Ambient water quality monitoring
WATER quality refers to the chemical, physical and biological characteristics of water.
It is a measure of the condition of water relative to the requirements of living organisms and human needs.
It is most frequently used by reference to a set of standards against which compliance can be assessed.
Ambient Water Quality (AWQ) monitoring seeks to make a measurement of the pristine conditions of water bodies.
The term ambient refers to the immediate, undisturbed surroundings of the environment.
Role of EMA in water quality The Environmental Management Agency maintains an extensive surface water quality monitoring network along major and minor water bodies across the country, which includes streams (rivers), dams and lakes.
There are seven water catchments in Zimbabwe namely Runde, Sanyati, Manyame, Gwai, Mzingwane, Save and Mazowe. Currently, a total of 346 active AWQ monitoring points are distributed within the seven catchments and these are monitored on a monthly basis under a monitoring programme which involves the collection of water samples, on site water quality tests and laboratory analytical tests.
An ambient monitoring exercise measures concentrations of various chemical water quality parameters which include biological oxygen demand (BOD), chemical oxygen demand (COD), dissolved oxygen (DO), pH, nitrates and phosphates.
These parameters provide essential information on the state of a water body. They are also used to assess the level of water contamination or pollution and its fitness for the various purposes such as drinking, recreation, irrigation and aquatic life support.
Ambient water quality monitoring assesses the impact of human activities within a catchment area.
These activities vary from manufacturing, mining, construction, runoff from agricultural activities, urban runoff to the discharge of treated and untreated sewage into water bodies. Information generated from ambient water quality monitoring is crucial for water resource management, planning and decision making. What is the importance of AWQ monitoring?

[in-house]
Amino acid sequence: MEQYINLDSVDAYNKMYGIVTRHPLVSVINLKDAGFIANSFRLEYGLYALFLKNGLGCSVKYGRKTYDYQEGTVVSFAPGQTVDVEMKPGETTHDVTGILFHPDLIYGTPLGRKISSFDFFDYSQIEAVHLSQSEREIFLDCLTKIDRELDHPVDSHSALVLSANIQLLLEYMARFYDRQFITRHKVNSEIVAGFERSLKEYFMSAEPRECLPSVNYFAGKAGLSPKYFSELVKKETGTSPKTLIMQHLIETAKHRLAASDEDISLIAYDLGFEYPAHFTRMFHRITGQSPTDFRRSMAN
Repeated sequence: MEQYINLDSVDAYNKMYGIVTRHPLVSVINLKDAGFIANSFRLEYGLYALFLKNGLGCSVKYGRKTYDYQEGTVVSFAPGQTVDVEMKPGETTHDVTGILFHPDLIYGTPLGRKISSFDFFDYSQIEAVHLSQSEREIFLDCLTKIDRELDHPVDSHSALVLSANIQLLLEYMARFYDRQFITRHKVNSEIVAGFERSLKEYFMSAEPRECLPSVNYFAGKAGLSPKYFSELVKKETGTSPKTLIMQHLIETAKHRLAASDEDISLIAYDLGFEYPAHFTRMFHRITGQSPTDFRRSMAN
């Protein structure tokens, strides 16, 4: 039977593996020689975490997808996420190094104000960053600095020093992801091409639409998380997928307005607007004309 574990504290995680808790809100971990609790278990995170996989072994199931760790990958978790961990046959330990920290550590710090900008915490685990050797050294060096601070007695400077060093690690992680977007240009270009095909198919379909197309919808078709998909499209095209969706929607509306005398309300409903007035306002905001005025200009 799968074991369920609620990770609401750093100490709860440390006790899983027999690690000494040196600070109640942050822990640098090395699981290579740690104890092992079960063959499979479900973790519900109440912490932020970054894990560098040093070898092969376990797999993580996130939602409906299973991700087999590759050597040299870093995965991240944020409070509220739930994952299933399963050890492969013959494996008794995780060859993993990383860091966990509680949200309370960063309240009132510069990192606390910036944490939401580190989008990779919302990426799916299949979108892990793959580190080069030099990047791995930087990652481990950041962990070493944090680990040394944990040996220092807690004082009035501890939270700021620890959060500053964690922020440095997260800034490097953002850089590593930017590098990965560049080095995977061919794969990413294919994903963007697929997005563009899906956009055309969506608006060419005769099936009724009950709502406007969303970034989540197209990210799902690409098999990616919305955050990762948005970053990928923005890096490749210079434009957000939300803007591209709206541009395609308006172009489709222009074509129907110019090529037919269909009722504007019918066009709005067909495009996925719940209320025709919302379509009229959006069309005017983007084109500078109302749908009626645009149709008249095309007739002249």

It characterises water and identifies changes or trends in water quality over time;
Identifies specific existing or emerging water quality problems;
It gathers information for the design of specific pollution prevention or remediation programs;
It determines if compliance with pollution regulation is being met or if implementation of effective pollution control action is needed;
Water quality information is important for public safety, environmental protection, and economic growth. EMA’s role in waste and effluent discharge Water and effluent discharge monitoring falls in line with the Agency’s mission to regulate, monitor and promote sustainable management of natural resources and protect the environment. Water is an essential resource for life and good health. The Agency is always monitoring water quality and penalising offenders in line with environmental legislation. Since 2010, 664 orders have been issued to stop various municipalities from discharging raw effluent into water bodies.
The Environment Management Board has called various municipal authorities to answer to charges of discharging untreated sewage into water bodies namely, Chinhoyi, Chegutu, Harare, Chitungwiza and Norton whilst the judiciary has handled ten cases of the discharge of raw sewage into water bodies by municipalities.
Of these only four were finalised with the polluters penalised and ordered to stop discharging raw sewage into the environment.